November 10, 2018

Target Handicap: 20.0 Handicap: 26.9 / Change: (-0.6)
Location: Trilogy Golf at Power Ranch
Score: 48 + 50 = 98

So there we were, my Goodboys pal “Killer” Kowalski and I, toodling around at the Golf & Ski driving range in Hudson, New Hampshire on a late Saturday afternoon in September. It was cool and cloudy, the range was chewed up all to hell, and you really had the sense that the season was getting ready to close in on itself. Killer was doing some chipping (something he has always excelled at), and as I had been struggling with my short game all year, I asked him for some help. He told me to make sure there was no lean in my shaft at impact, and to play the ball in the middle of my stance (as opposed to back in my stance as I had been doing). Voila! all of a sudden I was getting some loft in my chips, which made me very happy.

I didn’t play very well the next day when we played a round at The Overlook in nearby Hollis, and I played OK enough a couple of weeks later at TPC Scottsdale (but much better around the greens thanks to Killer’s advice). Still, I was still struggling with my hybrids and 5-wood as I had been all year long. One night, while enjoying a soak in the tub, it suddenly hit me that the same advice Killer had given me for chipping around the green should also apply to all my clubs, no matter what kind of shot I was hitting. And so, last weekend I hit a large bucket of balls at the range with only one thought in mind: make sure the club was perpendicular to the ground at impact. What I found out seemed pretty cool: 1) in doing so I was allowing my arms to have a wider swing arc, 2) it made me stay on top of the ball longer instead of falling back as I was prone to do, and 3) it helped keep my shoulders quieter and thereby reduce my tendency to yank my irons. It seemed to work pretty well at the range, so I was eager to try it out under game conditions.

It was Chamber of Commerce weather at Trilogy Power Ranch – light winds, plenty of sun, temperatures in the mid-70s and I was bringing with me a plan of attack that I can’t remember ever bringing to a golf course before: I was going to hit all my clubs, and do so without fear. Playing from the blue tees at 6,350 yards and on a course with plenty of wide fairways and bail-out areas around the greens, it was a perfect venue to try out my approach.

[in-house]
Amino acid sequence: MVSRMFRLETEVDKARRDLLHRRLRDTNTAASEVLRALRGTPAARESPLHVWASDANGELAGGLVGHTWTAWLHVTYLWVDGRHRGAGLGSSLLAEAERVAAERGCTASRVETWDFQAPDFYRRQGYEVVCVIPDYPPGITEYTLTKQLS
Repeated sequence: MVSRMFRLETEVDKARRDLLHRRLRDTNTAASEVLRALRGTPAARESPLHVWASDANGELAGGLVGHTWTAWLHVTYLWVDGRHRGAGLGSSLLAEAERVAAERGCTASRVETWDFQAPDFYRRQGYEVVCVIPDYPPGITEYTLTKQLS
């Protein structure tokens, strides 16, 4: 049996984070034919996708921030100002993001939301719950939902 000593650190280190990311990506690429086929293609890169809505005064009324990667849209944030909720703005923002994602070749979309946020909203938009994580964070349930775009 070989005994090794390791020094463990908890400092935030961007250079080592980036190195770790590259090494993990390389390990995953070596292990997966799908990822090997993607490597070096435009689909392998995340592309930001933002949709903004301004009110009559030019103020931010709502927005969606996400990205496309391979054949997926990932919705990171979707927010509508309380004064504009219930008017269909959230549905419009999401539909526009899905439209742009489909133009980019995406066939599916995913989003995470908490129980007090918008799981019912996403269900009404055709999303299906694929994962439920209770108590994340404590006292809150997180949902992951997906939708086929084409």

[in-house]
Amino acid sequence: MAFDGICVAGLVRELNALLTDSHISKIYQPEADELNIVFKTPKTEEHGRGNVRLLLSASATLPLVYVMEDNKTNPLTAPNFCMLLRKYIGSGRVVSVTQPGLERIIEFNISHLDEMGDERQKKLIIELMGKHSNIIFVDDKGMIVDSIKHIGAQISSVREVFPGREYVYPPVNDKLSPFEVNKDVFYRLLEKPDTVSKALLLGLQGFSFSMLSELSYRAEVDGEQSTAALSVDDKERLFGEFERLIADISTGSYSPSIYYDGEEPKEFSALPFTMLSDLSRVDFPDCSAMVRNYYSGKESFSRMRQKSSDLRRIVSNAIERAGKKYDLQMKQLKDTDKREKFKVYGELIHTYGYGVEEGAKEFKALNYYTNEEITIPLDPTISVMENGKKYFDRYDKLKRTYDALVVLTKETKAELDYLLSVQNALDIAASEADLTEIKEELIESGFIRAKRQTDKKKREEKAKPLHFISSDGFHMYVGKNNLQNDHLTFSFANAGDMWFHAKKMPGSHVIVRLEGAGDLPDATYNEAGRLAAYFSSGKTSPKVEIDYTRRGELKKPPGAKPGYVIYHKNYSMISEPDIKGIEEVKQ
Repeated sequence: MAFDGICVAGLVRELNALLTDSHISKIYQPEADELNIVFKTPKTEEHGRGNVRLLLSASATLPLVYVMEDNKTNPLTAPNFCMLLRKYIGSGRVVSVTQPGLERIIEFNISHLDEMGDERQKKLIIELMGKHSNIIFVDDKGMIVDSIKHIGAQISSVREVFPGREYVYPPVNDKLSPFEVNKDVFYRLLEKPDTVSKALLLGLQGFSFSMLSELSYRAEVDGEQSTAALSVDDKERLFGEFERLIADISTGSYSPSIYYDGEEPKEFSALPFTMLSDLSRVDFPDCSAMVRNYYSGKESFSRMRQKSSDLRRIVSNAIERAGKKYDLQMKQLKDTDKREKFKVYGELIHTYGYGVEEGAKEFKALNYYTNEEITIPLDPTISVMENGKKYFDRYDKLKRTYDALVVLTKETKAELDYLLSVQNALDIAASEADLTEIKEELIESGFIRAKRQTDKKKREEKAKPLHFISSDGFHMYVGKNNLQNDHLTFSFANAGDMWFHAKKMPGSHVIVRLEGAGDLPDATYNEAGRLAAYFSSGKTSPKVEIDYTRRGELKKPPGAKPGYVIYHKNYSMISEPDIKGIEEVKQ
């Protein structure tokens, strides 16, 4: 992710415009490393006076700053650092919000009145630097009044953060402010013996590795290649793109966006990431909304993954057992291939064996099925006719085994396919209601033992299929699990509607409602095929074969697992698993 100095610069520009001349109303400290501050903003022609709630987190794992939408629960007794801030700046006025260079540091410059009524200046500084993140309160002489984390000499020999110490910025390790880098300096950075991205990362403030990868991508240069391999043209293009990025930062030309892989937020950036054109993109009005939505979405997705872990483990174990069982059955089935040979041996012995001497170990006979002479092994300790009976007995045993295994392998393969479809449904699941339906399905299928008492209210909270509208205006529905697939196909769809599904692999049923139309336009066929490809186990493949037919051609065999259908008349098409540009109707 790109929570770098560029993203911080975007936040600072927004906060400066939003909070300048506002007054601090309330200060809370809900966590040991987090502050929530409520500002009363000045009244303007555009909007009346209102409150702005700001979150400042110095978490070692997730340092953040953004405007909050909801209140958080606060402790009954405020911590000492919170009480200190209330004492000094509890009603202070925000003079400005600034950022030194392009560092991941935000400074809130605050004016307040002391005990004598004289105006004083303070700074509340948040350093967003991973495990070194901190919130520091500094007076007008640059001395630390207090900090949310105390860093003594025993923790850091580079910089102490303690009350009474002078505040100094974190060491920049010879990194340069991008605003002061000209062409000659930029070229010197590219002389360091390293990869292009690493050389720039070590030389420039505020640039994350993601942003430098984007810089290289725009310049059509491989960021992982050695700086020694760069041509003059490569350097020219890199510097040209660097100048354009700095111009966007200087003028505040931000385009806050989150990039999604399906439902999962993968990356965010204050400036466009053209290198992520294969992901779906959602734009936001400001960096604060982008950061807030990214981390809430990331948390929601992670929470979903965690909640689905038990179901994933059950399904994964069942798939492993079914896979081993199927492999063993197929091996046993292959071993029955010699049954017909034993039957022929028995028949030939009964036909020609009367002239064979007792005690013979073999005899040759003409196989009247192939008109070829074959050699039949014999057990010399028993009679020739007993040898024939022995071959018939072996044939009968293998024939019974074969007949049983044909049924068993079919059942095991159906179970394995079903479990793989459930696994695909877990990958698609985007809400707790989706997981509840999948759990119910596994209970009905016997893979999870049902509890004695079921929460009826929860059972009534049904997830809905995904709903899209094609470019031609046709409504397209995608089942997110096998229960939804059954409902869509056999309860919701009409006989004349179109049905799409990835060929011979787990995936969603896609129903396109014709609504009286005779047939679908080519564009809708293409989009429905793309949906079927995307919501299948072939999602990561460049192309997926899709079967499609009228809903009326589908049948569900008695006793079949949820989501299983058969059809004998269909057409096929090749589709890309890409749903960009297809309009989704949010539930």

The results speak for themselves: while I got credit for only four fairways hit I was pretty much on or just off them all day. I converted three of five greens-in-regulation opportunities. One par, twelve bogeys, three doubles, a triple, and a quad. But the quad was the only hole I let get away from me following one of only two real poor drives all day. I made bogey on all five par 3s, and played the four par 5s four-over. Most importantly, whenever I had the opportunity to hit my 3 & 4 hybrids (and there were a half-dozen) I hit them beautifully – the best I can ever remember. Same with the 5-wood.

Cases in point: # 7 is a dog-leg left with a pond at the elbow on the right. While the shot demands a 5-wood or hybrid as a second shot, I was always fearful of yanking either of those clubs into the pond, so I would always play it as a par 6, basically. Today I grabbed the 5 and smoked it as far as I could hit it. Got it on the green in three but three-putted from sixteen feet for bogey. Oh well. The 175-yard par 3 #8 has sand bunkers and that same pond from #7 pond on the right. Previously, I would never attempt a hybrid here out of fear of pulling it right. But I pulled the 4-hybrid and hit it purely straight, leaving me just off the left side of the green. Chip on, two putts, walked away happily with my bogey four. And then on #18: another pond on the right. Because even a good drive would leave you a fair distance out I would always lay it up and try and get within pitching wedge distance. Today, my drive left me in the fairway a good 185 yards out. Pulled my 3-hybrid and hit it dead straight just off the green left. Another chip, another two-putt, another satisfying bogey.

And there were no yanks with the short irons from 125 yards in, either – in fact, I think I got back those 5-10 yards I mysteriously had lost right around the time of Goodboys weekend in July. On #2, just off the fairway left with 135 yards to the hole I picked 8-iron since I didn’t want to leave myself above a left-front pin. Previously I’d be concerned about a yank right where a sand bunker protects that side of the kidney bean-shaped green. Not only did I hit it straight, it went all the 135, leaving me just off the green in back. On the #13 par 5, I had only 112 to an uphill pin in two after a solid drive and another big 5-wood, then flew my 9-iron 125 yards to another zip code at the far back of the green. But I still got my two putts for my only par of the day.

So it was a good day, with much progress made. I played from beginning to end with a confidence in all my clubs – something I don’t recall having too many times, if ever. While I wasn’t totally happy with the 34 putts, there was no sloppiness around the greens that had been my forte all year. But unlike even rounds where I shot a better score than today, I didn’t shy away from any shot I wanted to attempt. And it gives me quite the sense of accomplishment and the confidence to give the same approach a try on a course that offers a sterner challenge. We shall see what becomes available in two weeks’ time.

Thanks, Killer – you “da man”!

Filed in: Golf Quest by The Great White Shank at 19:48 | Comments Off on Thank You, Killer
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